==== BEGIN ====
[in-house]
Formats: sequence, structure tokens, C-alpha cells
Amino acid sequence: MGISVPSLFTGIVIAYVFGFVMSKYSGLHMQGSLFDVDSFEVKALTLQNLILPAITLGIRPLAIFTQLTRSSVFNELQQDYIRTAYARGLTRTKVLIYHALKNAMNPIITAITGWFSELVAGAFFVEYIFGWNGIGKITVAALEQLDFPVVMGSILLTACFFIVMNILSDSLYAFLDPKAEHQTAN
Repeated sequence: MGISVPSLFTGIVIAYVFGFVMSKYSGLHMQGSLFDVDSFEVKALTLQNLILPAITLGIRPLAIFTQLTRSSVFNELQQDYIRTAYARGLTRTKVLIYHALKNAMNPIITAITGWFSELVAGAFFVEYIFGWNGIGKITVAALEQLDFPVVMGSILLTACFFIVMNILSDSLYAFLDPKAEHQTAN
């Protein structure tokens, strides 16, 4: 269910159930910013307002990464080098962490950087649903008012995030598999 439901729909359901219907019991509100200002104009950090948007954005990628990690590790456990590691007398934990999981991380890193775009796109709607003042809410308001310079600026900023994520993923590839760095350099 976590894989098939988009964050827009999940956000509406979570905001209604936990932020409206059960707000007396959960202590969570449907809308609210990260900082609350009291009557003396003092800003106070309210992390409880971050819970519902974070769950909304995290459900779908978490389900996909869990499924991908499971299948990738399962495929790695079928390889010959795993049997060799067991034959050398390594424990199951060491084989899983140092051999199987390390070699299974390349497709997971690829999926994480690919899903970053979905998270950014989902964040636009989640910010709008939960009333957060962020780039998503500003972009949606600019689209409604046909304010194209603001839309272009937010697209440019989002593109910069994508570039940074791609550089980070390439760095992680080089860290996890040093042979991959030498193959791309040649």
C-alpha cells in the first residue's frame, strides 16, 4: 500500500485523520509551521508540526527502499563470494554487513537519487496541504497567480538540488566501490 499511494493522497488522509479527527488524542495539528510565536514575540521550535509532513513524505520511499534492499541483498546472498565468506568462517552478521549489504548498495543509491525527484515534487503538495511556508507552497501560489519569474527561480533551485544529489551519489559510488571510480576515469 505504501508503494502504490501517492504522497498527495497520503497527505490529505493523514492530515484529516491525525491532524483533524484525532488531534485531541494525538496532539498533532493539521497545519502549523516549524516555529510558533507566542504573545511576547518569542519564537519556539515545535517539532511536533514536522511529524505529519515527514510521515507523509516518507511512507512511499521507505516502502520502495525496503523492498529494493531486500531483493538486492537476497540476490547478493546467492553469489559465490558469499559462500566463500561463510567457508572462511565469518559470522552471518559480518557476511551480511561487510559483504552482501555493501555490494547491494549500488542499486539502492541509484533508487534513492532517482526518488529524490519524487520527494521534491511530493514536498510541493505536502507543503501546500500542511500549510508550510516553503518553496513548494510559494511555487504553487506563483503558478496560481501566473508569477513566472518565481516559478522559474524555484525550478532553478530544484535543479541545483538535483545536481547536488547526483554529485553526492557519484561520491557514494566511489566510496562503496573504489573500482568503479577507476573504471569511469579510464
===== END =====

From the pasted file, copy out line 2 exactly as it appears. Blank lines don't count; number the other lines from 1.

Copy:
Formats: sequence, structure tokens, C-alpha cells